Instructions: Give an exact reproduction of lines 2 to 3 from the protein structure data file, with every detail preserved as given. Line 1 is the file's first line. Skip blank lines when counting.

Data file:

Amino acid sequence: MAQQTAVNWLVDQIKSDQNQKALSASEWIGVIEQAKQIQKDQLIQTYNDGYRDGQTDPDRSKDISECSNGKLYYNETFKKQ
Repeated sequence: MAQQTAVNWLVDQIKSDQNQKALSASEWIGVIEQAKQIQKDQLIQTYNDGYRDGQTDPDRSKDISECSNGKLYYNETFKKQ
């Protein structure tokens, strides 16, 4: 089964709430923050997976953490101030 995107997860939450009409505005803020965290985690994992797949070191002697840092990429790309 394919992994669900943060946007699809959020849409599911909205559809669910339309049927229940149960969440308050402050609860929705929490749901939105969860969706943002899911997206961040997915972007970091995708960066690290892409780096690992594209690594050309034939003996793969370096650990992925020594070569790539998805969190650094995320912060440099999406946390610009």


Repeated sequence: MAQQTAVNWLVDQIKSDQNQKALSASEWIGVIEQAKQIQKDQLIQTYNDGYRDGQTDPDRSKDISECSNGKLYYNETFKKQ
């Protein structure tokens, strides 16, 4: 089964709430923050997976953490101030 995107997860939450009409505005803020965290985690994992797949070191002697840092990429790309 394919992994669900943060946007699809959020849409599911909205559809669910339309049927229940149960969440308050402050609860929705929490749901939105969860969706943002899911997206961040997915972007970091995708960066690290892409780096690992594209690594050309034939003996793969370096650990992925020594070569790539998805969190650094995320912060440099999406946390610009």